The Trevor Project, which aims to end suicide among LGBTQ+ youth, reported in 2022 that 59% of Kentucky’s transgender and nonbinary kids considered suicide, and 24% tried to take their own lives. 

Healander testified before the crowd that he was one of those who tried to take his life. 

“Trans people existing are not a threat to anyone,” he said. “We’re merely fighting to maintain the most basic human rights. All of you are loved and valued. We must keep fighting until everyone has the ability to live safely and authentically.” 

Protesters holding signs that said “Love all kids,” “Stop hate” and “SB150=State Violence” cheered and clapped for him. 

Family Foundation also rallies 

 Leading a rally in support of Senate Bill 150 were, from left, David Walls, Family Foundation executive director; Rep. Chris Fugate, R-Chavies; Rep. Jennifer Decker, R-Waddy; Sen. Johnnie Turner, R-Harlan. (Kentucky Lantern photo by McKenna Horsley)

Inside the Capitol Rotunda, proponents of the legislation asserted they are also motivated by love. 

Family Foundation executive director David Walls said the organization loves “each and every person created in the image of God.” 

“SB 150 will protect the lives of Kentucky’s children by setting our public policy in alignment with the truth that each and every child is created as a biological male or female, deserves to be loved, treated with dignity and accepted for who they really are,” he told that crowd.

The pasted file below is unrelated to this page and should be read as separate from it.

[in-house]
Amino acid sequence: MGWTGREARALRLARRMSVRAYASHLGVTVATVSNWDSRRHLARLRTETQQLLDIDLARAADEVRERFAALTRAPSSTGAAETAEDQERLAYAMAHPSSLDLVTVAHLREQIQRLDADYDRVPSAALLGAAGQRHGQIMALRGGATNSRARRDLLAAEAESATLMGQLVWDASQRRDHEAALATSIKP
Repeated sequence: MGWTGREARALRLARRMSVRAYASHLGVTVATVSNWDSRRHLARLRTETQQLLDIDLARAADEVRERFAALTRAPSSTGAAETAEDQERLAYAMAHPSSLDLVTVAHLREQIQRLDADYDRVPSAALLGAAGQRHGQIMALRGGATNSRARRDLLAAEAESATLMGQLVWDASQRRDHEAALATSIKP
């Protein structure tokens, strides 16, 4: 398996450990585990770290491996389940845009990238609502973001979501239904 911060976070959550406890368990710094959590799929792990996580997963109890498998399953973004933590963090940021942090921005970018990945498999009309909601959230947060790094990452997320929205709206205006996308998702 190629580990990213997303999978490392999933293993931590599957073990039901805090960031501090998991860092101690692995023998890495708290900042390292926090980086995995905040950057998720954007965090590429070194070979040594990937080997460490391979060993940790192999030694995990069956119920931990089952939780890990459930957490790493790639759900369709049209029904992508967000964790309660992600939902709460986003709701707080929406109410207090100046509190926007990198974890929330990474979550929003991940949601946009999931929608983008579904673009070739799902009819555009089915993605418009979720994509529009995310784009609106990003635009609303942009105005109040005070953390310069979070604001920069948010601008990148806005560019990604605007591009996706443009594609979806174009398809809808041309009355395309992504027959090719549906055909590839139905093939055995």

Rep. Jennifer Decker, R-Waddy, denounced Beshear’s veto to the crowd at the Family Foundation rally. She was the primary sponsor of House Bill 470, which was narrowly tabled in the Senate. Language from that bill was added to SB 150 in the House. 

“He took the radical position of protecting and promoting the multi-billion dollar business of subjecting the healthy bodies of children with gender dysphoria to chemicals and life altering surgeries that before they have the cognitive ability to give informed consent,” she said. 

“My identity should not be put on hold”

 June Wagner rallies against SB150.
(Kentucky Lantern photo by Sarah Ladd)

Outside, nonbinary student June Wagner testified that their life has, recently, revolved around protesting anti-LGBTQ legislation.

This session, Kentucky legislators introduced 11 anti-LGBTQ bills, according to an American Civil Liberties Union tracking site. The more than 400 bills nationwide threaten the freedoms of speech and expression, health care and civil rights, the ACLU says. 

“My life is not something to be swept under a rug,” said Wagner, 17. “My identity should not be put on hold until I turn 18.” 

In the crowd, someone blew large bubbles that wafted up the Annex steps, past the large transgender pride flag and into the sky. 

McKenna Horsley contributed to this report. This story will be updated.

Top photo: A crowd protesting anti-LGBTQ+ legislation staged a “die in” on the Capitol grounds to demonstrate what they said could be the fallout of SB 150, students dying. (Kentucky Lantern photo by Sarah Ladd)